Company Valuation: It’s Important to Consider Now
Business owners considering selling their business or merging it with another must understand the value of their company. Before approaching the dealmaking table, they need to assess their company’s worth objectively and not be influenced by unrealistic expectations. Knowing the true value of a business can help sellers avoid common transaction pitfalls and regrets. Understanding real market value is essential for making informed decisions, so owners should take the time to research and calculate an accurate assessment of their company’s worth before entering negotiations. To help owners gain insight into this topic, we will share the most common themes from middle-market businesses that have been recently sold.
What Can Be Learned from Previous Owners
Business valuations proved to be a critical point during negotiations. Even those that had a certified public accountant’s appraisal done for their business were still required to reduce expectations when confronted with buyers’ persuasive arguments. As a result, most ended up selling at a lower price than originally projected.
This experience resonates with former owners who emphasize the importance of properly assessing business value well before sale time – something many only recognized once they were ready to sell. In fact, one former owner shared that they had assumed they had an accurate understanding of what their business was worth but soon realized after beginning the sales process that they were significantly off.
Undervaluing a business is not typically the main problem; more often than not, it is overvaluation that causes issues in transactions. Multiple surveys conducted by the M&A sector have shown that sellers with overly inflated expectations of their company’s worth are what most commonly cause deals to fall through.
The unfortunate truth for many business owners is that despite years of toiling and dedication, the full value of their businesses may not be realized until it is too late to make meaningful changes. Often, the opportunity has already passed before they are able to uncover the true worth of their assets, and they find that the proceeds from a sale are not enough to sustain the lifestyle they currently enjoy. To avoid such a situation, owners need to implement value-creating strategies far ahead of an eventual sale, as reaping the rewards of such strategies will take some time. Doing so can help ensure that these hard-working entrepreneurs have the means necessary to retire in a comfortable fashion.
It should not be overlooked that the amount of potential acquirers for privately owned middle market companies is limited and mostly consists of professional investors such as private equity funds, family offices, and larger corporations. This limited pool of highly discerning buyers creates limited chances of reaching a successful deal. Owners must consider all of the confidential information that must be shared with potential buyers during this process, as it would be careless to expose the business for sale with little chance of finding a buyer. Setting the value too high can also have the opposite effect. Rather than attracting a lucrative deal, buyers will be discouraged from participating in the competitive process, and this decreased demand will result in the business being sold at a lower value than it could have been otherwise.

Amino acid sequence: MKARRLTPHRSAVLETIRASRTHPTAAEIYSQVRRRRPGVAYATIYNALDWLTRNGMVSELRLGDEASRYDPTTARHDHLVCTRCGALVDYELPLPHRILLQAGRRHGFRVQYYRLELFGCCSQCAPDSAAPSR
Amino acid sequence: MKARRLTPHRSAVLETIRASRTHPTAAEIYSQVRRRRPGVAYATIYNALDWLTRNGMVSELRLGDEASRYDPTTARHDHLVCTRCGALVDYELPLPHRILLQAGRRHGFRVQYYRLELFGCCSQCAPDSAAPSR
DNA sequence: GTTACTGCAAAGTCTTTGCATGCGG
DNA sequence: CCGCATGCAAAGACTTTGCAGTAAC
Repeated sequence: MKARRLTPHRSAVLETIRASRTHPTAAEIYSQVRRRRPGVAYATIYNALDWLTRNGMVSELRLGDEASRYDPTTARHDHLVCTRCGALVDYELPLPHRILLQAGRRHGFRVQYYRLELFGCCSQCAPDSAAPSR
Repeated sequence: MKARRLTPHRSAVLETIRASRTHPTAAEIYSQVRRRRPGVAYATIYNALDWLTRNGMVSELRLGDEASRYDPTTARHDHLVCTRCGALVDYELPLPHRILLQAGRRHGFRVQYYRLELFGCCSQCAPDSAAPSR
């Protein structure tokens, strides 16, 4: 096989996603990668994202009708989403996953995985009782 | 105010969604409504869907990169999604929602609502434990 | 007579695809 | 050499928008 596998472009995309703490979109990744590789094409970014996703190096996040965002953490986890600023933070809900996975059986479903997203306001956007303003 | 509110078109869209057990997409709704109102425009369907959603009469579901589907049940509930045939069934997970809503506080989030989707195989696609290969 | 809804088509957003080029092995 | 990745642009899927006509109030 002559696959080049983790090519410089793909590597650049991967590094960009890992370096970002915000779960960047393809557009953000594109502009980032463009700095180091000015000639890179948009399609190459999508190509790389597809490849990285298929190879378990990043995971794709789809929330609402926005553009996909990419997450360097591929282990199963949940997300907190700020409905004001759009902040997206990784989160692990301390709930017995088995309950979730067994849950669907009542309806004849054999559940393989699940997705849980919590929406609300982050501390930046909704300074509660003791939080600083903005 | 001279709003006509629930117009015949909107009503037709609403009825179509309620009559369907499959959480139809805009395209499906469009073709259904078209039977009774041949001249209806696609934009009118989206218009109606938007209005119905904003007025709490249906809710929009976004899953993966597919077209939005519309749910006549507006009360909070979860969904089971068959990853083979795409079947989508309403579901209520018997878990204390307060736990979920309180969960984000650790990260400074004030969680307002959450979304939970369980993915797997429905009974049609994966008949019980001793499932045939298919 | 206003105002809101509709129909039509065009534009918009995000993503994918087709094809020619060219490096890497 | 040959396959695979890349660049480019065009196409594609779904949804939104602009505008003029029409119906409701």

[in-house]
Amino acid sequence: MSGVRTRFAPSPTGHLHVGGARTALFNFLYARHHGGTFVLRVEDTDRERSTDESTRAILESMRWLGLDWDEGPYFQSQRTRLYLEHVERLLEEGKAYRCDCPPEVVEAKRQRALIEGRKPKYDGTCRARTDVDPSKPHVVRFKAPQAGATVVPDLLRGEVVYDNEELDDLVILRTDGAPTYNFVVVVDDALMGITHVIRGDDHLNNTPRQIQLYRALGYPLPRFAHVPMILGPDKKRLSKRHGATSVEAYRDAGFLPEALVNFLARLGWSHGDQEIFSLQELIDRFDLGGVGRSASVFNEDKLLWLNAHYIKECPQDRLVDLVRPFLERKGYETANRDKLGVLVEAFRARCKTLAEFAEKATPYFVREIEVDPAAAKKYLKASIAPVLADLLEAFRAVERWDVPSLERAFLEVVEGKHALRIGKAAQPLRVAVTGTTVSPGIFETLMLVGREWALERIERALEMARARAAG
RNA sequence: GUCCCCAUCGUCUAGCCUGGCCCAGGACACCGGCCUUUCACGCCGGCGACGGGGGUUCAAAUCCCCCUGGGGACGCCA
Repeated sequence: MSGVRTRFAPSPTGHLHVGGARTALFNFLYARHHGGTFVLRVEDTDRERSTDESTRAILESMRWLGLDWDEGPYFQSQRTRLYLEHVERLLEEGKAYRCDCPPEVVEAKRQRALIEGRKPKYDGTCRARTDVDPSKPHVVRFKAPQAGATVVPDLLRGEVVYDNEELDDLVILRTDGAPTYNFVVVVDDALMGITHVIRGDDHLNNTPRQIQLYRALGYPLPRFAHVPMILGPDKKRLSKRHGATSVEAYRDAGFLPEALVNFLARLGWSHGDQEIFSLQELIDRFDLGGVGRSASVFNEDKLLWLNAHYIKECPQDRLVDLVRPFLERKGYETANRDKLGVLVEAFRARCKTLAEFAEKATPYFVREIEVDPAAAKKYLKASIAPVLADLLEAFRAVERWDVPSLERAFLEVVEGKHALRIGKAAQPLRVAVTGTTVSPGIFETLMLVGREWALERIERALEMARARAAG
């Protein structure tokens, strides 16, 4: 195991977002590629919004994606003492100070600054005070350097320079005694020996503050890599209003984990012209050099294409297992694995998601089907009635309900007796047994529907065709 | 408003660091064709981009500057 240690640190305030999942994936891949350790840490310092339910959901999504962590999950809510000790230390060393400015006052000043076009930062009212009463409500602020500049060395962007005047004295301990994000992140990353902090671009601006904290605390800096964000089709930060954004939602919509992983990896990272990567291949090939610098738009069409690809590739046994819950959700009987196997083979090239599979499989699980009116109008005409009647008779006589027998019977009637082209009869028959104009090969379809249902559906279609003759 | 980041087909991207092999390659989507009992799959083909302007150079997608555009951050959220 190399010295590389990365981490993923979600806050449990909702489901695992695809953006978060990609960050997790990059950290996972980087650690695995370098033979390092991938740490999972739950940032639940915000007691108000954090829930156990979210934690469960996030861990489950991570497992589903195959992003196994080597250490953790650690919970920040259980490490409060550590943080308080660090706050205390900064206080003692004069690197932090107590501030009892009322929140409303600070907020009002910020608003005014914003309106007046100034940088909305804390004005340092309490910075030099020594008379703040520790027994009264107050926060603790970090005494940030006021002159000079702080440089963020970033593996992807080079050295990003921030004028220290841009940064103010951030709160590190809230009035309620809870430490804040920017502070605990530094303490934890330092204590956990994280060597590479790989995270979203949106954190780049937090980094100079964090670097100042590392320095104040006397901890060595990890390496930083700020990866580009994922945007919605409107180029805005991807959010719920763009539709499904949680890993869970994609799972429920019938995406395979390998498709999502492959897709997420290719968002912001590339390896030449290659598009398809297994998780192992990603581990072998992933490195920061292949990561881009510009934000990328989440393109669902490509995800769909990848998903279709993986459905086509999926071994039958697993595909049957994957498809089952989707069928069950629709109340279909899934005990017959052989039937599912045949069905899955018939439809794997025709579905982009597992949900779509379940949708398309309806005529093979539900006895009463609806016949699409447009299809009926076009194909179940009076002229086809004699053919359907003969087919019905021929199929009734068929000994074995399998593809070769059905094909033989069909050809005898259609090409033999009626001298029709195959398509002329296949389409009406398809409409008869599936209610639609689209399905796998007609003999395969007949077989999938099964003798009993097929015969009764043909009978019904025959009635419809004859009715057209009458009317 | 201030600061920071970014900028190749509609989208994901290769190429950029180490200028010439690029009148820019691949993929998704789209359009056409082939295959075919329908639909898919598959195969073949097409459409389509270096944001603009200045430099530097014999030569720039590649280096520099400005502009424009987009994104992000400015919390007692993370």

Post Transaction Risks
As a business owner, setting an appropriate value for your company when you put it up for sale is of paramount importance. Not only will the valuation determine how much money you receive in exchange, but also the success of the entire transaction and your relationship with the buyer. If the owner significantly overpays for your business, they may blame you if they suffer any losses after closing. They may even allege you withheld material information, misrepresented facts, or defrauded them.
These allegations can be costly to fight, and no matter how innocent you are, involving attorneys will lead to expensive processes that could have been avoided in the first place. Additionally, buyers who overpay for businesses may struggle to remain solvent due to financial strain, leading to potential negative consequences for everyone involved.
These reasons demonstrate why it’s essential to properly assess the value of a middle-market business before selling it and why doing so is beneficial for both sellers and buyers alike. With accurate information on hand and realistic expectations, all parties can benefit from a successful sale transaction without facing any unnecessary legal issues down the line.
Bottom Line for Company Valuation
Business owners should be knowledgeable about how to properly value the worth of their company and conduct regular updates to ensure the best results. To maximize success when selling or merging, it is important to use realistic assumptions that reflect current trends in the industry and understand financial language. A comprehensive understanding of factors that influence business valuation can help ensure an optimal deal is negotiated, and greater profits are gained. Finally, seeking the assistance of a professional M&A advisor can make all the difference in the outcome and overall success of the deal. Not only can an M&A advisor conduct a proper business valuation, but they also provide a wide array of different services to assist business owners in selling their business from start to finish.